#She Speaks Up

Beef’s Amy Lau Is Proof That Women Are Not Permitted To Have It All

When I began watching ‘Beef’, that now-cult Netflix show that everyone is obsessing about, I was so sympathetic right from the start.

It begins with a blue-collar Asian man trying to return multiple items at a local hypermarket store only to be bullied out by the staff. He has a near accident with someone in a posh white SUV and the two thrillingly chase each other down a fancy suburb. It turns out the person in the SUV is a woman, and that’s meant to be a surprise.

That woman is me. That woman is a mum on the school run. That woman is a working girl racing to get home to give her family a hot dinner. That woman has a medical emergency involving her single and ageing mother. That woman is hurrying to make it to her nth job interview this month, only to lose it again to a 20-something in no hurry to make babies. That woman is all of us.

There are enough anecdotes in the 10-part series to demonstrate Amy Lau (brilliantly played by the American comedienne Ali Wong) is not allowed to express herself, leave alone be angry. The most innovative of them is her masturbating with a gun, emblematic of something sinister going on inside her.

Wong’s Lau is a rich, successful woman who lives in tony Calabasas in Los Angeles, she probably has Justin Beiber and the Kardashians as neighbours. She’s a self-made, working girl, who runs a plant nursery that’s about to get acquired by a retail hypermarket chain for several million dollars. She’s aching to sell it, only so she can be home with her family and not have to work again.

Except work is all she does right. She’s married to a model-handsome man, an artist who is still to make it big. They have a young daughter who can only be assuaged by candy, and whose teacher calls her “emotionally dysregulated”. Lau’s mother-in-law, played by the beautiful and well-coiffed Patti Yasutake, is mean and manipulative. Her husband, meanwhile, is predictably dating her secretary after stalking her online.

Lau makes a speech in Vegas stating she works her ass off but loves to be home every single night for dinner with her husband. Is she advocating the superwoman myth? Or is she being the acquiescent Asian wife like Indra Nooyi, the former chairman and CEO of Pepsico, whose mother famously told her she may be anything in the office, but she had to leave that behind once she got home to play wife.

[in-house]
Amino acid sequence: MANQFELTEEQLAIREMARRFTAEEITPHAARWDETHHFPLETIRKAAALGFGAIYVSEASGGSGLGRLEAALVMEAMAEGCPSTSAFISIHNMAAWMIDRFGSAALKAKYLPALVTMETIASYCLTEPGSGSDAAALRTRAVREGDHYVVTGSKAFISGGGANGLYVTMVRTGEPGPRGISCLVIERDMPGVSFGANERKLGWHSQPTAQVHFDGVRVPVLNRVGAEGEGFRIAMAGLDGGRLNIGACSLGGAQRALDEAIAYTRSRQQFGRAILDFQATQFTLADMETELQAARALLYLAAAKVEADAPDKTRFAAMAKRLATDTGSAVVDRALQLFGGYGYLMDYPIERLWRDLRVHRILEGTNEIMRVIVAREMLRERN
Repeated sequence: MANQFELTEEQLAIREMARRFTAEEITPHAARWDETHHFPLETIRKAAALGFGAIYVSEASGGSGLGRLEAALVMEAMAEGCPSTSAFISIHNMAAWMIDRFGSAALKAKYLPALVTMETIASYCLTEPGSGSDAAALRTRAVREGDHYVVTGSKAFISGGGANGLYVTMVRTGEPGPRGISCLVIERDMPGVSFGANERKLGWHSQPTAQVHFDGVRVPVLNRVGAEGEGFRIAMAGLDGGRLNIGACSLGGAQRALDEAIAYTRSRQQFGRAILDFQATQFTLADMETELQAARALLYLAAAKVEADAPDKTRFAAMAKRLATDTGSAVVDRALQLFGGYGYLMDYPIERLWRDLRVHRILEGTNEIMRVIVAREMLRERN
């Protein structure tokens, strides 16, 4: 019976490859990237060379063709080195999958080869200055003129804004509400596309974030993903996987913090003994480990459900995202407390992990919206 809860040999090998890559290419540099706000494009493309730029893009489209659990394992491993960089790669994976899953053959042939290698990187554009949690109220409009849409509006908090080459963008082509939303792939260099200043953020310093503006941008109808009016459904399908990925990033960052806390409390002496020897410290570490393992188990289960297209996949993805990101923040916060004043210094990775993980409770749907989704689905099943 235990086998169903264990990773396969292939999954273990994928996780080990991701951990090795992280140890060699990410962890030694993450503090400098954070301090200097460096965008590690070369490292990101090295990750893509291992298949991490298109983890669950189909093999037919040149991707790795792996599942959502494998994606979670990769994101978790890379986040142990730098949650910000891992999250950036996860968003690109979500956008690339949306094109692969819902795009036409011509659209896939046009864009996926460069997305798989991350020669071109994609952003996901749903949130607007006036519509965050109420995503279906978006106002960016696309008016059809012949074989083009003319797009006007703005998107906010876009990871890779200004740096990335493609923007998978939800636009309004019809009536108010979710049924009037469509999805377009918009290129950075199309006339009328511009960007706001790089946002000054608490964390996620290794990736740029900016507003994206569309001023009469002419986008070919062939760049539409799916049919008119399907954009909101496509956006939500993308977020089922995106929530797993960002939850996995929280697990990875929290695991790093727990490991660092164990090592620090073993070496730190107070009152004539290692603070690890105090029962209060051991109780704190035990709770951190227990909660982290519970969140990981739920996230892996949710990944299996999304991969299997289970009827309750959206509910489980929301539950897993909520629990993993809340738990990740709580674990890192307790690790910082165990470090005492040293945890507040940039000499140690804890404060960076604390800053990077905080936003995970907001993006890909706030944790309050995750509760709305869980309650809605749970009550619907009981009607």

Like the other uber-popular series, ‘White Lotus’, each episode of ‘Beef’ is an artwork with a long mysterious title. One of the episodes sees a rather unkempt woman seated staring emptily into space. The title reads, ‘Just Not All At The Same Time’, evoking feminist author Betty Friedan’s famous line, “You can have it all, just not at the same time”.

There’s also a laugh-out-loud scene when a housewife character confronts Lau and accuses her of having an affair. To which Lau replies the way a typical badass boss-girl would: she says she would love to have the time to get creative like her, “but shit, I’m always working”.

I love how this show is such an intimate study of anger, even the title ‘Beef’ is colloquial for something that annoys you. But while everyone is allowed their anger – Lau’s husband for being a stay-at-home father; Danny, the other lead, for being a struggling contractor; the little daughter, for just being a young spoilt girl; the mother-in-law for being penniless – our heroine is made to constantly suppress or apologise for showing emotion.

Women are not allowed to be angry. Men’s anger is acceptable as a macho thing. But women must be on their best behaviour always, their anger is derided, loathed or then infantilised. Angry women are understood to be bitter, dejected, or abandoned by the virtuous men in their lives. Angry women are called mad.

Feminist writers Sandra Gilbert and Susan Gubar study several female authors like Jane Austen, Virginia Woolf, and Mary Shelley in their game-changing The Madwoman in the Attic. They found that female characters in novels by male authors were either angels or monsters.

In Charles Dickens’ Great Expectations, was Miss Havisham a lonely, angry spinster or a feminist woman on a mission to empower a young woman? Lau’s upper-class ennui is not an enviable place to be, we soon learn. She becomes the symbol of a woman who smiles through life and her designer spectacles, only to live in a cold home she may have purchased but cannot enjoy.

Devoid of love, rest, pleasure or an opinion in life, anger can be so liberating. Anger is a call to action. Anger is letting go. Anger is healing. Anger is letting the world know you matter. Anger is here to stay.

Views expressed by the author are their own.

Suggested Reading: How Important Is Marriage To Urban Educated India?